Yes that CPU is still powerfull it will not bottleneck the 560 Ti, the PSU is plenty. Well, if that 4870 just ain't cutting it for you anymore, get an 560 Ti. Oh, and make sure you get the DCII version of the Asus GTX560 Ti, i know guys who oc'ed it to 1100Mhz core stable!
^.^ I still have my 1gb 4870, and I just yesterday swapped out my q9550. Only reason I did a swap was because of some instability, but still a great chip for almost all games. You may need to upgrade your CPU/mobo in a year, though you'll be happy upgrading your graphics.
All the newer cards are still PCI-e 2.0 so yes they will all work with your board.
For the money you are spending on the 560 you might be dissapointed in the performance lift over the 4870. I would try to stick it out with the old card until the full line of AmD 7000s come out. That should drive prices down and give you more options.
Can my motherboard handle the latest graphic cards though??
and i worry about the size of the card, which might be too large for my case?
Currently i'm using a Antec Sonata III
your motherboard will be able to handle current pcie 2.0 cards.
looks like your case dimensions are:
16.7" (H) x 18.2" (D) x 8.1" (W)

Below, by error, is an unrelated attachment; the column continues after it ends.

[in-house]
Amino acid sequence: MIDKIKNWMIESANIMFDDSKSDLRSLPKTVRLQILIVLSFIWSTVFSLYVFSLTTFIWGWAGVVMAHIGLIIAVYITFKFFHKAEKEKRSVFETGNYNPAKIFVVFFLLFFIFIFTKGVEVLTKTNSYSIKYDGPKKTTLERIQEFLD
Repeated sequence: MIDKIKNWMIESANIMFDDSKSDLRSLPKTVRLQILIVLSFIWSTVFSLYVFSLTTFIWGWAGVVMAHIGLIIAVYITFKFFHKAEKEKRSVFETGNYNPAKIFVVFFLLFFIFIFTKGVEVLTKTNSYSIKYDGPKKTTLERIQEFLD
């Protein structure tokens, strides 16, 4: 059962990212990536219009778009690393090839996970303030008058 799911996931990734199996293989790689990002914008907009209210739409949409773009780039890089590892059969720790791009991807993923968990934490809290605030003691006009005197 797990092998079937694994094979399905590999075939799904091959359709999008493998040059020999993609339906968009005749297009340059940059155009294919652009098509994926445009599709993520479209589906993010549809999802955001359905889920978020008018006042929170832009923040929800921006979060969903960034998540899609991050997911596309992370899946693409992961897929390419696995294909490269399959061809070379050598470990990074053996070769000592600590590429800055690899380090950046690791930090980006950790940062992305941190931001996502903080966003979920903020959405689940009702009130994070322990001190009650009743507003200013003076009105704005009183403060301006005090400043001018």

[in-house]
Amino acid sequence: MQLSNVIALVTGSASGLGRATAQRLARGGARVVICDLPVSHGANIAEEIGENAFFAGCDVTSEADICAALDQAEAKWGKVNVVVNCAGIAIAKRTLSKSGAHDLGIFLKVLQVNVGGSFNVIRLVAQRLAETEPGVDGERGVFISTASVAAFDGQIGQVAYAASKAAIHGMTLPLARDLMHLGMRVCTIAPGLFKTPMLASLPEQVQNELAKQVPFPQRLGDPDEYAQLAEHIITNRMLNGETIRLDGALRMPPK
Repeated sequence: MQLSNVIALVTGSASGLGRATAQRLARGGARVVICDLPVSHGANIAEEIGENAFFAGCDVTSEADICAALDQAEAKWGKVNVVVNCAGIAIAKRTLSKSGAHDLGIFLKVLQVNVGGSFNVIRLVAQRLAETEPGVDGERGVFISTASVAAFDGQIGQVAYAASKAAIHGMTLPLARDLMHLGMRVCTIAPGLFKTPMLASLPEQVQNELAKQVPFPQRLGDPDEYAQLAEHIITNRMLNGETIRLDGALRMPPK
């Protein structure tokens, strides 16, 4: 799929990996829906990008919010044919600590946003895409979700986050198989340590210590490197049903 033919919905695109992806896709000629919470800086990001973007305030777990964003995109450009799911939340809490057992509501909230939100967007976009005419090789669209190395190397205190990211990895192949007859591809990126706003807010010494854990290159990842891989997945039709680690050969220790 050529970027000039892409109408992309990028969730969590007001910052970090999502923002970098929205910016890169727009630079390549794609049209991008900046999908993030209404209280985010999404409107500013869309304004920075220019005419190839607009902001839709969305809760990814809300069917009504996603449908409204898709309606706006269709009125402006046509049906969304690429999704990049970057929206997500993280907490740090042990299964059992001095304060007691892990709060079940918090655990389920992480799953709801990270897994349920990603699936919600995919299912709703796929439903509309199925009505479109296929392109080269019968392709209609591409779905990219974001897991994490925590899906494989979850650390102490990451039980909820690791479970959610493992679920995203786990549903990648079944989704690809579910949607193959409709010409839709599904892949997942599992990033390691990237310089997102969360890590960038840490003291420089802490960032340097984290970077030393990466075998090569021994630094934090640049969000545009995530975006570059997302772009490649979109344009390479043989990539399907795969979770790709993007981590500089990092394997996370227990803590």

42,5cm (H) x 46.3cm (D) x 20.6 cm (W)
dimensions of evga gtx 560ti
9" x 4.38"
If i get the GTX570, can my PSU handle it with all that I have on my M board now?
Your PSU is fine for the 570, however, I would strongly suggest investing in some aftermarket cooling for your CPU and doing some overclocking - the Q9550, whilst still a viable CPU, is aging and will present a bottleneck in some CPU intensive games (Multiplayer BF3 being one example of this). Overclocking can allieviate this bottleneck partly, or entirely given enough time and effort, for a minimal price (the price of a good air cooler).
If you have no intention of overclocking I suggest going for the 560ti - it will be quite the upgrade from a 4870 512mb.
overclocked cards offer slightly higher performance. they consume more power than the reference design (non overclocked) cards. usually overclocked cards have coolers installed on them, but if you want, you can choose to install your own vga cooler.
imo you should be fine with a card with stock settings. better, a gfx card with good cooler.